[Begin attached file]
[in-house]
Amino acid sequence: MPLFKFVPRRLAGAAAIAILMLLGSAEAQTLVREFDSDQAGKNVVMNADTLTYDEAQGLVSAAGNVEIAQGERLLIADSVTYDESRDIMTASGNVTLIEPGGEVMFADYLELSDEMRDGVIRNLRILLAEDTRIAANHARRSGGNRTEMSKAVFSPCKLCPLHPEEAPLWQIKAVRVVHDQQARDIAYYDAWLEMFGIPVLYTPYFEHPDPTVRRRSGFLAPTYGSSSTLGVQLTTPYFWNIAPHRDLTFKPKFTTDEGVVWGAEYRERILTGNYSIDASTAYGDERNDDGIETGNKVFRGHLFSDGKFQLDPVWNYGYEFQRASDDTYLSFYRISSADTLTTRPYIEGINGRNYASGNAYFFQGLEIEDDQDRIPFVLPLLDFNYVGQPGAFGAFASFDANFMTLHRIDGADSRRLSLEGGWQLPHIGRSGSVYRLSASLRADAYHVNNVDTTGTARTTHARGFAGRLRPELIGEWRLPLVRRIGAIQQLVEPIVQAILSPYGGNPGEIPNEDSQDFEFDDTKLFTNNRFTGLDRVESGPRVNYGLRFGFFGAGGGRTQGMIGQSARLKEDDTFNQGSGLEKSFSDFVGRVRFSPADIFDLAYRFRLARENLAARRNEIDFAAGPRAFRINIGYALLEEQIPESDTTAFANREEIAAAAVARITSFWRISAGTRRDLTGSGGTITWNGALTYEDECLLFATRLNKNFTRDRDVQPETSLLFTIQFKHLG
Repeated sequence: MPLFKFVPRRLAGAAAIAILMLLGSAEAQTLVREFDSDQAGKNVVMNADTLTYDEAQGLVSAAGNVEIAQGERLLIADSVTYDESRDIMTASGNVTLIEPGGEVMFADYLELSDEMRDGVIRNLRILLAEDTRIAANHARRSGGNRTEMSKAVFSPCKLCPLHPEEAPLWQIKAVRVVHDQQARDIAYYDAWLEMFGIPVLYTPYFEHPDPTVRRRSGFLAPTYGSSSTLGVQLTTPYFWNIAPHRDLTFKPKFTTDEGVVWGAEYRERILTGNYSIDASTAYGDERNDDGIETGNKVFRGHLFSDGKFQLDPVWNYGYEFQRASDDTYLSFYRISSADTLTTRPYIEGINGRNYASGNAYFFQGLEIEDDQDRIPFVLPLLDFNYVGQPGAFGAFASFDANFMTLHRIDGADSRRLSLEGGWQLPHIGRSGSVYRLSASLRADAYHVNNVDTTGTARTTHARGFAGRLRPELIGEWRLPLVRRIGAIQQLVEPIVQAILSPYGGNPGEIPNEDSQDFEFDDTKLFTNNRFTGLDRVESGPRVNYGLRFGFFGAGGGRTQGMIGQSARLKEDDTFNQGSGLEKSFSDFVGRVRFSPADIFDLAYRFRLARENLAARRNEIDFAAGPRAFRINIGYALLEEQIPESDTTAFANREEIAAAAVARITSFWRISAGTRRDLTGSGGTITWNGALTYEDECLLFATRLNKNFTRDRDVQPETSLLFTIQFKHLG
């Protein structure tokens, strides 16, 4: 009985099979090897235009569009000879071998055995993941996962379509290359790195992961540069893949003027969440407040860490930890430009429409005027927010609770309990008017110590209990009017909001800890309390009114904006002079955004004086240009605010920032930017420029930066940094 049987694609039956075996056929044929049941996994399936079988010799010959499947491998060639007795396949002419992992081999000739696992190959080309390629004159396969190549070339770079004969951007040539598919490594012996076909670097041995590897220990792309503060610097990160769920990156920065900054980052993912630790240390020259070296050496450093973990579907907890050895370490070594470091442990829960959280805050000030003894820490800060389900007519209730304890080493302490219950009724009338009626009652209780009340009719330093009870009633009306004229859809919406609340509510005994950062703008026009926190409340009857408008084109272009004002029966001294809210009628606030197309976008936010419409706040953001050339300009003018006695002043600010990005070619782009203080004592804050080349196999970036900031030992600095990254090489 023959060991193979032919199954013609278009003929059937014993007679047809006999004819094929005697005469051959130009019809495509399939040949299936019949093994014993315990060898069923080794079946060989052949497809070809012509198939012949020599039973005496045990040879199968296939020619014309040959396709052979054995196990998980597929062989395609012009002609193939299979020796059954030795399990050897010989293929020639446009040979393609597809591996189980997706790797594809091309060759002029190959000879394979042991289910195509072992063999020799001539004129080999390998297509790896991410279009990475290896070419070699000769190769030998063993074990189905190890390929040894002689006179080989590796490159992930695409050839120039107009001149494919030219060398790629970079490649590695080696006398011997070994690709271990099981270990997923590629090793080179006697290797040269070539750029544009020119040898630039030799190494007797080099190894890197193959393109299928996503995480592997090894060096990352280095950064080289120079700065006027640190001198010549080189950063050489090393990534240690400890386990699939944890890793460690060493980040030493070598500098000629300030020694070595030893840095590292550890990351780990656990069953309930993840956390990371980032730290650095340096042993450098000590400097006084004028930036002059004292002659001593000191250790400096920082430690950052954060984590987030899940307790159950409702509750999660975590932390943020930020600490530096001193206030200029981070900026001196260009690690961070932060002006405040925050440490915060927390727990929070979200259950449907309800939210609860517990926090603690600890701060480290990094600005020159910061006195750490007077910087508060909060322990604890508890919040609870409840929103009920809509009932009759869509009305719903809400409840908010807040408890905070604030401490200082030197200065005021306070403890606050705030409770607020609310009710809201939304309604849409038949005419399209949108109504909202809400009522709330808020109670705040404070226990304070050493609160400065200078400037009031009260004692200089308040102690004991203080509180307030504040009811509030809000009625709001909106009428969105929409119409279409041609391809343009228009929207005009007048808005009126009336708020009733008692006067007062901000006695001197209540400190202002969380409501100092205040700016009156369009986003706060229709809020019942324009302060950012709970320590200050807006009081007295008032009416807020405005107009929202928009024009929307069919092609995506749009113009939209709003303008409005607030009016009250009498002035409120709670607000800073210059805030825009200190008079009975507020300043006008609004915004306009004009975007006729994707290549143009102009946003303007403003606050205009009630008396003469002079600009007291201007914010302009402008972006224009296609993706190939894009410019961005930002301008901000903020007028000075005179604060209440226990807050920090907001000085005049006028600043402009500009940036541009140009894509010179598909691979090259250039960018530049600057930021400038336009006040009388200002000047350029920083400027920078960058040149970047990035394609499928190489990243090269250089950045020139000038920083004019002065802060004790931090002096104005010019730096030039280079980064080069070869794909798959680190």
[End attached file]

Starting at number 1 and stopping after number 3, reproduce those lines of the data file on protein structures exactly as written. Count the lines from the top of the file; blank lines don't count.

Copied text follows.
[in-house]
Amino acid sequence: MPLFKFVPRRLAGAAAIAILMLLGSAEAQTLVREFDSDQAGKNVVMNADTLTYDEAQGLVSAAGNVEIAQGERLLIADSVTYDESRDIMTASGNVTLIEPGGEVMFADYLELSDEMRDGVIRNLRILLAEDTRIAANHARRSGGNRTEMSKAVFSPCKLCPLHPEEAPLWQIKAVRVVHDQQARDIAYYDAWLEMFGIPVLYTPYFEHPDPTVRRRSGFLAPTYGSSSTLGVQLTTPYFWNIAPHRDLTFKPKFTTDEGVVWGAEYRERILTGNYSIDASTAYGDERNDDGIETGNKVFRGHLFSDGKFQLDPVWNYGYEFQRASDDTYLSFYRISSADTLTTRPYIEGINGRNYASGNAYFFQGLEIEDDQDRIPFVLPLLDFNYVGQPGAFGAFASFDANFMTLHRIDGADSRRLSLEGGWQLPHIGRSGSVYRLSASLRADAYHVNNVDTTGTARTTHARGFAGRLRPELIGEWRLPLVRRIGAIQQLVEPIVQAILSPYGGNPGEIPNEDSQDFEFDDTKLFTNNRFTGLDRVESGPRVNYGLRFGFFGAGGGRTQGMIGQSARLKEDDTFNQGSGLEKSFSDFVGRVRFSPADIFDLAYRFRLARENLAARRNEIDFAAGPRAFRINIGYALLEEQIPESDTTAFANREEIAAAAVARITSFWRISAGTRRDLTGSGGTITWNGALTYEDECLLFATRLNKNFTRDRDVQPETSLLFTIQFKHLG
Repeated sequence: MPLFKFVPRRLAGAAAIAILMLLGSAEAQTLVREFDSDQAGKNVVMNADTLTYDEAQGLVSAAGNVEIAQGERLLIADSVTYDESRDIMTASGNVTLIEPGGEVMFADYLELSDEMRDGVIRNLRILLAEDTRIAANHARRSGGNRTEMSKAVFSPCKLCPLHPEEAPLWQIKAVRVVHDQQARDIAYYDAWLEMFGIPVLYTPYFEHPDPTVRRRSGFLAPTYGSSSTLGVQLTTPYFWNIAPHRDLTFKPKFTTDEGVVWGAEYRERILTGNYSIDASTAYGDERNDDGIETGNKVFRGHLFSDGKFQLDPVWNYGYEFQRASDDTYLSFYRISSADTLTTRPYIEGINGRNYASGNAYFFQGLEIEDDQDRIPFVLPLLDFNYVGQPGAFGAFASFDANFMTLHRIDGADSRRLSLEGGWQLPHIGRSGSVYRLSASLRADAYHVNNVDTTGTARTTHARGFAGRLRPELIGEWRLPLVRRIGAIQQLVEPIVQAILSPYGGNPGEIPNEDSQDFEFDDTKLFTNNRFTGLDRVESGPRVNYGLRFGFFGAGGGRTQGMIGQSARLKEDDTFNQGSGLEKSFSDFVGRVRFSPADIFDLAYRFRLARENLAARRNEIDFAAGPRAFRINIGYALLEEQIPESDTTAFANREEIAAAAVARITSFWRISAGTRRDLTGSGGTITWNGALTYEDECLLFATRLNKNFTRDRDVQPETSLLFTIQFKHLG